Traveling the Yucatan and Central America on $20 USD a day

Palenque Ruins without a Guide

December 31st, 2014 | Posted by Julia in Uncategorized - (0 Comments)

The Palenque Ruins are incredible.

These ruins, in our opinion, give the larger and more expensive Chichen Itza a run for its money. And what is great about Palenque is that you have the opportunity to learn about this history of the civilization that once called this park home. Impressive structures are one thing to appreciate on their own, but historical context helps to deepen the appreciation.

You’ll most likely be approached by several guides when you arrive at the park, if you are let off in the parking lot where the buses park. The prices we were quoted were P$200 for a tour in Spanish, and P$250 or P$300 in English, per person. Some guides charge more or less, sometimes depending on the size of the group. If you are interested, it’s not a bad idea to try to get together with others for a tour, as the price will often be lower. The tour then covers both sides of the Park, a quick walk through the un-excavated jungle area, and a more detailed walk through the Archaeological Site.

However, if you are interested in learning more about the history and culture of Palenque, but not interested in using a guide, here is our recommendation:

On the way to the Palenque Ruins, ask to be dropped off at the Museum, and start your tour here. Inside is a crash course on the Mayan Civilization in Palenque and the Ruins themselves. You can read a lot of the same general information that guides will share with you (though of course this doesn’t allow you to ask questions.) The ticket you buy for the museum will also be your entrance to the ruins. After leaving the museum you can catch a bus to the park entrance, or walk to the top of the hill. But our recommendation is to take the path less traveled, the back entrance to the ruins. Leaving the museum simply walk across the road that leads to the park to find the entrance.  This entrance offers a well-maintained trail that passes by some beautiful waterfalls and smaller ruins. Following this path, you’ll enter the Archaeological Park near the back of the ruins, away from the parked buses and food vendors and groups of guides trying to offer their services. There is a ticket booth at the entrance to this path, and someone will be there to collect the ticket that you obtained at the museum.

Waterfall on the Path to the Ruins

Waterfall on the Path to the Ruins

NOTE: Even if you take the colectivo to the main entrance of the ruins, you can still exit the ruins via this waterfall-laden walking path, and end your tour at the museum. This is the more common route, as colectivos will drop you off at the main entrance to the Ruins if you don’t specify another destination. But for getting some background information before you visit the site, starting at the museum is recommended.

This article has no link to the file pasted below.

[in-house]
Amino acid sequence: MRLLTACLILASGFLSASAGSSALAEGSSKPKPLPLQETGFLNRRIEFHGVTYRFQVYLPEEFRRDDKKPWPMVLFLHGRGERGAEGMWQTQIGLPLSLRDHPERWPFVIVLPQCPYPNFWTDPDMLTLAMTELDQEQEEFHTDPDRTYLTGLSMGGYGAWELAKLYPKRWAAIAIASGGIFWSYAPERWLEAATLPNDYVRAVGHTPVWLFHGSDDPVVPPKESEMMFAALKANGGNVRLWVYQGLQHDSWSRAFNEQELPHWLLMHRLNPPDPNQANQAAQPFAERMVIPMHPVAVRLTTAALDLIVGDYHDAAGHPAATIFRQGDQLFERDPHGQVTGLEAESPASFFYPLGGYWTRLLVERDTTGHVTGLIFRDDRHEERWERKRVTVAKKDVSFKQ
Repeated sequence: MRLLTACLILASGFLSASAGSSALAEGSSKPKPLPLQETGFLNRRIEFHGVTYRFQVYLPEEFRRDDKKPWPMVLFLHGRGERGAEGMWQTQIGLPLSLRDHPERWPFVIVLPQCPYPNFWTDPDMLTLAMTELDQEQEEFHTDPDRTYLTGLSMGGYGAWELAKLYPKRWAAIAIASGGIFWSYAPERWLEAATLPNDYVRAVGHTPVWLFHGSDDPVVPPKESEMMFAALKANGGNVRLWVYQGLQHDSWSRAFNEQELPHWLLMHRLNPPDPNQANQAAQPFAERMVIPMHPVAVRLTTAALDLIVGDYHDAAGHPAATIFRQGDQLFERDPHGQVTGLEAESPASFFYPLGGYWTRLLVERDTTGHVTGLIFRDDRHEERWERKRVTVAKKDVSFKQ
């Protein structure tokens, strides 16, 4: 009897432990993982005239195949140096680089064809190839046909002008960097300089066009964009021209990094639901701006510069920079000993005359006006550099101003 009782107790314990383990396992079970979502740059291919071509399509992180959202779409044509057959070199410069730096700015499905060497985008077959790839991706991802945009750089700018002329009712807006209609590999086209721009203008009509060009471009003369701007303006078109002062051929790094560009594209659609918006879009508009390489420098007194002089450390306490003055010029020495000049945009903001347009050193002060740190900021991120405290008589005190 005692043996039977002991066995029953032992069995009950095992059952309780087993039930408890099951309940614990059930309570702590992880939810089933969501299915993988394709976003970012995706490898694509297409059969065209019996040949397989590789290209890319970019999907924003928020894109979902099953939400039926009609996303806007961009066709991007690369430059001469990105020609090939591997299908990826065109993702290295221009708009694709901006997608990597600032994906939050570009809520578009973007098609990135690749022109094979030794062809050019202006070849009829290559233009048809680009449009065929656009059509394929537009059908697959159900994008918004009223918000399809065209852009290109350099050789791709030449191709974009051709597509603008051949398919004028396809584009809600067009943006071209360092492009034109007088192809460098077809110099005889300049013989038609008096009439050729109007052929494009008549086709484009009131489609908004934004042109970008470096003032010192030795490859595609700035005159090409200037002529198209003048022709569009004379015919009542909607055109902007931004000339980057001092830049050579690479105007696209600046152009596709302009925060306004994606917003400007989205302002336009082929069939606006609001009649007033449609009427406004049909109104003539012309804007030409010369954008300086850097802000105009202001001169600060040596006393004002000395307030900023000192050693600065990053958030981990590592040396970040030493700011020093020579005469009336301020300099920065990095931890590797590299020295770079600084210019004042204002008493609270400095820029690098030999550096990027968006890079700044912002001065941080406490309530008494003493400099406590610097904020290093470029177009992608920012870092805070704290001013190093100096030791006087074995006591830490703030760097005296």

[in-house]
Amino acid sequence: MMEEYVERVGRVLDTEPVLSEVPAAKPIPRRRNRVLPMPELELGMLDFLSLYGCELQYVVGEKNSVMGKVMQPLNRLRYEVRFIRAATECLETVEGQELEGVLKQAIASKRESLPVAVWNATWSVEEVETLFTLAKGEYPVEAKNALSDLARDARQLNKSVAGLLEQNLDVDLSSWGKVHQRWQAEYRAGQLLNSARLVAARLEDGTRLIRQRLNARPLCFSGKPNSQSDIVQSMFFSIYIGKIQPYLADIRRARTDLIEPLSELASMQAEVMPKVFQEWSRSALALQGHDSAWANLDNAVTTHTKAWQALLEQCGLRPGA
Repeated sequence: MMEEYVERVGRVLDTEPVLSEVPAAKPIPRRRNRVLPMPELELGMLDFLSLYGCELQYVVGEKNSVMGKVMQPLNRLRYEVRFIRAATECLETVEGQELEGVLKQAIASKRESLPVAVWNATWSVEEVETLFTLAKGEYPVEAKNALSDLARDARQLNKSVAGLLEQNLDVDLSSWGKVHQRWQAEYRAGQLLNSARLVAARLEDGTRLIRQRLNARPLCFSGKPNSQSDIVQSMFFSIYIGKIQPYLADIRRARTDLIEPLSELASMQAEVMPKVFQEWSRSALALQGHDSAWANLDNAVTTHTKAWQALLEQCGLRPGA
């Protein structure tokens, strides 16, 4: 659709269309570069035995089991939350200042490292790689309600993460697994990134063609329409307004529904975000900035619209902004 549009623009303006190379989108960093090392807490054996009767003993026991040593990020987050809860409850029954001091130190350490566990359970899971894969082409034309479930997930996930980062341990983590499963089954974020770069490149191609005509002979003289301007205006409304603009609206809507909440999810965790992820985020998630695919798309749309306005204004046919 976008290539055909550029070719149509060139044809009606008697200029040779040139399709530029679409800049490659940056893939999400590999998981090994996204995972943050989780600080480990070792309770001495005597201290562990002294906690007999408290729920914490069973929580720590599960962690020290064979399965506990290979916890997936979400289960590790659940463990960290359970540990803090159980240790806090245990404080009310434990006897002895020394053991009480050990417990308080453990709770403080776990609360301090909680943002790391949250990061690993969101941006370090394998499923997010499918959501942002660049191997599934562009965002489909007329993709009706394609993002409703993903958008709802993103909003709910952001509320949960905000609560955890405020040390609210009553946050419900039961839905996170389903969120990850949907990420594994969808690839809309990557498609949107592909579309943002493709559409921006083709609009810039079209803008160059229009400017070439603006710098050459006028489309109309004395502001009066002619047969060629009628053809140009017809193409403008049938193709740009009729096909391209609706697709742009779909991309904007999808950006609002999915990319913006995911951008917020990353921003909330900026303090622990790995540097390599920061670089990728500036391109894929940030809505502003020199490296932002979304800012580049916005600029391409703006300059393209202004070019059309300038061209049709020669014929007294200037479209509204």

Road in front of the Museum

The road in front of the Palenque Museum (Taquilla=Ticket Booth)


You will have to tell the driver ahead of time that you want off at the museum, and he may try to discourage you from taking this route. You may be told that you can’t get to the ruins from the museum, but you can.

Spend your time in the museum, then walk up the hill to the Ruins, and you’ll exit the ruins at the parking lot where the buses park. Through this parking lot, you can find your way to the non-excavated part of the ruins. Don’t miss out on this! In the undiscovered part of the ruins, there isn’t  much to see other than piles of crumbling stones; the foundations of  less majestic buildings and homes. However, it is one of our favorite spots in the park.

For more information on how to get to the ruins, head back to Doing: Palenque.

NOTE: The information above is based on staying in town and taking a bus to the ruins. If you are staying at El Panchan, it would be possible to walk to the museum on the path that follows the road, and avoid the bus altogether. You can also try hitching a ride to the museum, though be aware that the buses are often strict in their 20 peso fee, regardless of how far you are going.

Rehab Restaurant Utila, Bay Islands, Honduras

Rubi Hotel Utila, Bay Islands, Honduras

Hotel Utila, Utila Bay Islands, Honduras

Snorkle tours, local lifestyle and lobster hunger that can’t be sated — Caye Caulker Belize

By: Laura Lazorski

It’s a good thing that Caye Caulker is so nice because I couldn’t get out of Belize City fast enough. It had a mangy film to it that the ferry to Caye Caulker blasted away with saltspray. The water got clearer and clearer as we progressed to the island, and after a short 30 minutes we pulled into a wind beaten dock in the white sun. The water here was clear as an aquarium, and silver fish cut by. I saw a barracuda circle suspiciously.

People are friendly on the island, and almost immediately we were being led to a hostel, called Dirty McNasty’s, by a local, named Gilbert. He does get incentive to scout for hostels (wink). But beyond that he is friendly as are the other islanders. Here, when you refuse sellers’ wares they just wave hello next time they see you rather than pushing the goods anew. They remember you, and you all end up at the split or the reggae bar later on.